Adams vs. Jefferson: The Tumultuous Election of 1800 by John Ferling Download (read online) free eBook .pdf.epub.kindle

Adams vs. Jefferson: The Tumultuous Election of 1800

It was a contest of titans: John Adams and Thomas Jefferson, two heroes of the Revolutionary era, once intimate friends, now icy antagonists locked in a fierce battle for the future of the United States. The election of 1800 was a thunderous clash of a campaign that climaxed in a deadlock in the Electoral College and led to a crisis in which the young republic teetered on
Kerrie

Anyone who is under the illusion that the Founding Fathers were awesomely awesome and perfect and that the Constitution they created is perfect “as-is” and divinely inspired (you know the crowd I’m talking about) would benefit from reading a few books on this period of history. Adams vs. Jefferson is a great addition to this reading list, and shows how messed up the system was, and how at odds the Founding Fathers were with each other and their visions for the new country.

Ferling’s seeming bia

Ferling’s seeming bias against Alexander Hamilton with the regular scathing adjectives put me off somewhat, mainly because Hamilton was a sexy bitch who totally deserves to display that hot visage of his on our $10 bills. I mean, he must have been total catnip to the ladies…

…when he wasn’t trying to create a strong central government and the Federal Reserve. You know, those concepts that drive a certain party absolutely nutty nowadays.

For the 2 main protagonists, I thought Ferling was very even-handed, displaying both their faults and outstanding attributes admirably well. Neither came off as the bad guy or the white knight saving the country, and Ferling did help exonerate Adams somewhat from the big blot of his Presidency, the Alien and Sedition Acts. The final chapter, covering the finalization of the election results, when Aaron Burr could very well have been our 3rd president, was an illuminating display of how the politics in this country have been f*cked up from the get-go, and always tainted with corruption, unwritten agreements, and favors. It’s just politics. And our deified Founding Fathers were politicians.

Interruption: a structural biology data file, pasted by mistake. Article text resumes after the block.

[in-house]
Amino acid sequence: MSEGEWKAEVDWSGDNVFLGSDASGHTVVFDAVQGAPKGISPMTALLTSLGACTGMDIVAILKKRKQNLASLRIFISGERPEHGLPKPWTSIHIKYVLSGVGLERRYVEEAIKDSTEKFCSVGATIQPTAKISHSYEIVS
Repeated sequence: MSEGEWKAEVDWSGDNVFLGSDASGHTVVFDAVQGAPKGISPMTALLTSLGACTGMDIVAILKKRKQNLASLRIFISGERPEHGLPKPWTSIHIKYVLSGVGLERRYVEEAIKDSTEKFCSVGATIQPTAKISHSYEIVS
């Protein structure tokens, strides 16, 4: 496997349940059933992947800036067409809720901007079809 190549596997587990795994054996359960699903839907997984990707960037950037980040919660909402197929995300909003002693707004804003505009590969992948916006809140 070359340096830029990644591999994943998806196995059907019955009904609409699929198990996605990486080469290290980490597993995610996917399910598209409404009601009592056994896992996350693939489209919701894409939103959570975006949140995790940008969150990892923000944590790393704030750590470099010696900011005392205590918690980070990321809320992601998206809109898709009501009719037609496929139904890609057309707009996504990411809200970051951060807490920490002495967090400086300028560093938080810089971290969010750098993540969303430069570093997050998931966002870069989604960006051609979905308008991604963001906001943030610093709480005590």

I really enjoyed this book (listened as an audiobook) and will continue to explore the lives of the characters who make up the earliest years of my country’s history, if they’re all portrayed as engagingly as in this book.
…more

Emily Ross

Jan 07, 2017

rated it
really liked it

Very easy book to read, very informative and a lot more understandable than other historical books concerning the same topic. Ferling is a good writer, and an easy-ish read in general, but his bias towards Adams can be felt in the reading.